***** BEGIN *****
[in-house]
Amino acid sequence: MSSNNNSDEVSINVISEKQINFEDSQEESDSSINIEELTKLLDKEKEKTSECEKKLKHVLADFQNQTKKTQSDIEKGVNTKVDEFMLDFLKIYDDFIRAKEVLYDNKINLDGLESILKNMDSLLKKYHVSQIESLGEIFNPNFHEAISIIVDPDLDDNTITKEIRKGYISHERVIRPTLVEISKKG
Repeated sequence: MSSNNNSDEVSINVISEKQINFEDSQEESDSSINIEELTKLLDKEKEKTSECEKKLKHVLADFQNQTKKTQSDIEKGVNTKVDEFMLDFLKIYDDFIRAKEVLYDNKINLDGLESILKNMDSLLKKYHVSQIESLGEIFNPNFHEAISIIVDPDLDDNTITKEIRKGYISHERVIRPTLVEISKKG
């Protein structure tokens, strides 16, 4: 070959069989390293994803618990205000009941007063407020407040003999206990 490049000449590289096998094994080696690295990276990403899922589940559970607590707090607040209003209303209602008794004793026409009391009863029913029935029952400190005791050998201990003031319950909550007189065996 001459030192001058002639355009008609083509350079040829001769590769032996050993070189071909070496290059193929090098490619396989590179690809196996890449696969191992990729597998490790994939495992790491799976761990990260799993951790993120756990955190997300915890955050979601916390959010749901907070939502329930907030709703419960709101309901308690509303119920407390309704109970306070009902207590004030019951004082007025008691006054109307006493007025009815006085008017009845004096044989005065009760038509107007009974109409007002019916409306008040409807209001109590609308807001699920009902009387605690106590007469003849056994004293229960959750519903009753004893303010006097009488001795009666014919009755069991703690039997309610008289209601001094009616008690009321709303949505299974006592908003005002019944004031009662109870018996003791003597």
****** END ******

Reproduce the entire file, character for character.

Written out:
[in-house]
Amino acid sequence: MSSNNNSDEVSINVISEKQINFEDSQEESDSSINIEELTKLLDKEKEKTSECEKKLKHVLADFQNQTKKTQSDIEKGVNTKVDEFMLDFLKIYDDFIRAKEVLYDNKINLDGLESILKNMDSLLKKYHVSQIESLGEIFNPNFHEAISIIVDPDLDDNTITKEIRKGYISHERVIRPTLVEISKKG
Repeated sequence: MSSNNNSDEVSINVISEKQINFEDSQEESDSSINIEELTKLLDKEKEKTSECEKKLKHVLADFQNQTKKTQSDIEKGVNTKVDEFMLDFLKIYDDFIRAKEVLYDNKINLDGLESILKNMDSLLKKYHVSQIESLGEIFNPNFHEAISIIVDPDLDDNTITKEIRKGYISHERVIRPTLVEISKKG
């Protein structure tokens, strides 16, 4: 070959069989390293994803618990205000009941007063407020407040003999206990 490049000449590289096998094994080696690295990276990403899922589940559970607590707090607040209003209303209602008794004793026409009391009863029913029935029952400190005791050998201990003031319950909550007189065996 001459030192001058002639355009008609083509350079040829001769590769032996050993070189071909070496290059193929090098490619396989590179690809196996890449696969191992990729597998490790994939495992790491799976761990990260799993951790993120756990955190997300915890955050979601916390959010749901907070939502329930907030709703419960709101309901308690509303119920407390309704109970306070009902207590004030019951004082007025008691006054109307006493007025009815006085008017009845004096044989005065009760038509107007009974109409007002019916409306008040409807209001109590609308807001699920009902009387605690106590007469003849056994004293229960959750519903009753004893303010006097009488001795009666014919009755069991703690039997309610008289209601001094009616008690009321709303949505299974006592908003005002019944004031009662109870018996003791003597």